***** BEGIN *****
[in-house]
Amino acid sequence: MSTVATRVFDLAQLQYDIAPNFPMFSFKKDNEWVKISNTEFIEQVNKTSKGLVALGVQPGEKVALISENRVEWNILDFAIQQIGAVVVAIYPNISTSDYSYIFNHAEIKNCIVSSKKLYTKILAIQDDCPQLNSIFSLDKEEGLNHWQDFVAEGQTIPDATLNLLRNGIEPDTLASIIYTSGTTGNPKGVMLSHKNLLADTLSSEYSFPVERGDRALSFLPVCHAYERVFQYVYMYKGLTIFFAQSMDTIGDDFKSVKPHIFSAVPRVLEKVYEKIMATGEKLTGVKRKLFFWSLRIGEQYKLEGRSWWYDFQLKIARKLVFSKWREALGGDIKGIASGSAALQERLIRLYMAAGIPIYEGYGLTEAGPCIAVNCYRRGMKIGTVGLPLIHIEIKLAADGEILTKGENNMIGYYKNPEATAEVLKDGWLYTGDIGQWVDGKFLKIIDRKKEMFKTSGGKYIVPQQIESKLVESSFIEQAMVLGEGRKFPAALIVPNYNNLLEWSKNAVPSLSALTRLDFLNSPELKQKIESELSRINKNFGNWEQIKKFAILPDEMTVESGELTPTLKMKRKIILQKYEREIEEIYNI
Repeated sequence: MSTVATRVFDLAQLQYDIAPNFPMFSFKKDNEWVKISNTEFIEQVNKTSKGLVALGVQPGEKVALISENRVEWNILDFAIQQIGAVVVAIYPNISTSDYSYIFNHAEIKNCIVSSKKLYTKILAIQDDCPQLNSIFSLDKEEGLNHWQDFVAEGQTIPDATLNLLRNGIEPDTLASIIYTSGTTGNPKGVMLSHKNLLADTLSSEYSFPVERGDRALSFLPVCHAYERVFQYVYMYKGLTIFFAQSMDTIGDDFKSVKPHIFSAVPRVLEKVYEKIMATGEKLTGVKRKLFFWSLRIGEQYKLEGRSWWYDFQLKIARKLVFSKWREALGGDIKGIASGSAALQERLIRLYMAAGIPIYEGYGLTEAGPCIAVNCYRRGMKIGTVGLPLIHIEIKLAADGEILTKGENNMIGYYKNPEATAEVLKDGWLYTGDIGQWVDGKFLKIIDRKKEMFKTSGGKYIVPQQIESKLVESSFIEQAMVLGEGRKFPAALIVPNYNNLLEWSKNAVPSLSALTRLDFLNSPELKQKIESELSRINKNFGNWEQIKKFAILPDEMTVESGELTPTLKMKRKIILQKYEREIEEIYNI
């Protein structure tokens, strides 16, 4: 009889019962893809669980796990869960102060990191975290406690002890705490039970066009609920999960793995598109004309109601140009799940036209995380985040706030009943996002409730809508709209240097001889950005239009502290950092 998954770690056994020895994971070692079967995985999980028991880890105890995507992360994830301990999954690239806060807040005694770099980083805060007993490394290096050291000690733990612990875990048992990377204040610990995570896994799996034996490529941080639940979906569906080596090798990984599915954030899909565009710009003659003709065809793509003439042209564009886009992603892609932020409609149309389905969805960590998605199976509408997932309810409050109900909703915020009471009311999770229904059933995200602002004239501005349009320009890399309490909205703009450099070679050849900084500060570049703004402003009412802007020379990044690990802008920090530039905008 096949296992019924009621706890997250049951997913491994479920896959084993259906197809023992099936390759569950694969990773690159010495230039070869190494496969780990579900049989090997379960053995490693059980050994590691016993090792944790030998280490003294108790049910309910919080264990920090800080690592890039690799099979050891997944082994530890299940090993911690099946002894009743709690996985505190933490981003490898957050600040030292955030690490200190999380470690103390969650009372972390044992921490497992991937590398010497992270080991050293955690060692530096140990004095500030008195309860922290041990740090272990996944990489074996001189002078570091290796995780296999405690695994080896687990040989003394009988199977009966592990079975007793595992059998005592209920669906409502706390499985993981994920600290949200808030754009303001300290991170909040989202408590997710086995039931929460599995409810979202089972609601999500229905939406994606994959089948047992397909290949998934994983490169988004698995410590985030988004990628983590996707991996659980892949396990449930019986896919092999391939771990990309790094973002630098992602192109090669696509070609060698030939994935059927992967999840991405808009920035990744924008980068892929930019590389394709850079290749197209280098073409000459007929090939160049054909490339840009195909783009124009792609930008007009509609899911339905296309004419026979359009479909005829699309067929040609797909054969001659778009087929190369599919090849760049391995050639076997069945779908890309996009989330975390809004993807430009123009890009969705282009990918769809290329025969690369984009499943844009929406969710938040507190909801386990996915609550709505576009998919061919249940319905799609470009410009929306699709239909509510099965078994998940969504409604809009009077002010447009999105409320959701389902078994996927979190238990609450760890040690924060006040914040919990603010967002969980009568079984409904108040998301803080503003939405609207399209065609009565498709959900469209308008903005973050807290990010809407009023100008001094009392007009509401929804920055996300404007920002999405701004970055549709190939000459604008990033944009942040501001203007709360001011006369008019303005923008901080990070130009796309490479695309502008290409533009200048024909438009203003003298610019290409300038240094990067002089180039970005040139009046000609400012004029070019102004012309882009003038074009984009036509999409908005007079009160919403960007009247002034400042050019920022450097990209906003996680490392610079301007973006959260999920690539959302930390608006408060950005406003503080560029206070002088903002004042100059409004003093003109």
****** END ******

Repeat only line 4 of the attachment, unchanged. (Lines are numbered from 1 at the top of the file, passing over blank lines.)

């Protein structure tokens, strides 16, 4: 009889019962893809669980796990869960102060990191975290406690002890705490039970066009609920999960793995598109004309109601140009799940036209995380985040706030009943996002409730809508709209240097001889950005239009502290950092 998954770690056994020895994971070692079967995985999980028991880890105890995507992360994830301990999954690239806060807040005694770099980083805060007993490394290096050291000690733990612990875990048992990377204040610990995570896994799996034996490529941080639940979906569906080596090798990984599915954030899909565009710009003659003709065809793509003439042209564009886009992603892609932020409609149309389905969805960590998605199976509408997932309810409050109900909703915020009471009311999770229904059933995200602002004239501005349009320009890399309490909205703009450099070679050849900084500060570049703004402003009412802007020379990044690990802008920090530039905008 096949296992019924009621706890997250049951997913491994479920896959084993259906197809023992099936390759569950694969990773690159010495230039070869190494496969780990579900049989090997379960053995490693059980050994590691016993090792944790030998280490003294108790049910309910919080264990920090800080690592890039690799099979050891997944082994530890299940090993911690099946002894009743709690996985505190933490981003490898957050600040030292955030690490200190999380470690103390969650009372972390044992921490497992991937590398010497992270080991050293955690060692530096140990004095500030008195309860922290041990740090272990996944990489074996001189002078570091290796995780296999405690695994080896687990040989003394009988199977009966592990079975007793595992059998005592209920669906409502706390499985993981994920600290949200808030754009303001300290991170909040989202408590997710086995039931929460599995409810979202089972609601999500229905939406994606994959089948047992397909290949998934994983490169988004698995410590985030988004990628983590996707991996659980892949396990449930019986896919092999391939771990990309790094973002630098992602192109090669696509070609060698030939994935059927992967999840991405808009920035990744924008980068892929930019590389394709850079290749197209280098073409000459007929090939160049054909490339840009195909783009124009792609930008007009509609899911339905296309004419026979359009479909005829699309067929040609797909054969001659778009087929190369599919090849760049391995050639076997069945779908890309996009989330975390809004993807430009123009890009969705282009990918769809290329025969690369984009499943844009929406969710938040507190909801386990996915609550709505576009998919061919249940319905799609470009410009929306699709239909509510099965078994998940969504409604809009009077002010447009999105409320959701389902078994996927979190238990609450760890040690924060006040914040919990603010967002969980009568079984409904108040998301803080503003939405609207399209065609009565498709959900469209308008903005973050807290990010809407009023100008001094009392007009509401929804920055996300404007920002999405701004970055549709190939000459604008990033944009942040501001203007709360001011006369008019303005923008901080990070130009796309490479695309502008290409533009200048024909438009203003003298610019290409300038240094990067002089180039970005040139009046000609400012004029070019102004012309882009003038074009984009036509999409908005007079009160919403960007009247002034400042050019920022450097990209906003996680490392610079301007973006959260999920690539959302930390608006408060950005406003503080560029206070002088903002004042100059409004003093003109």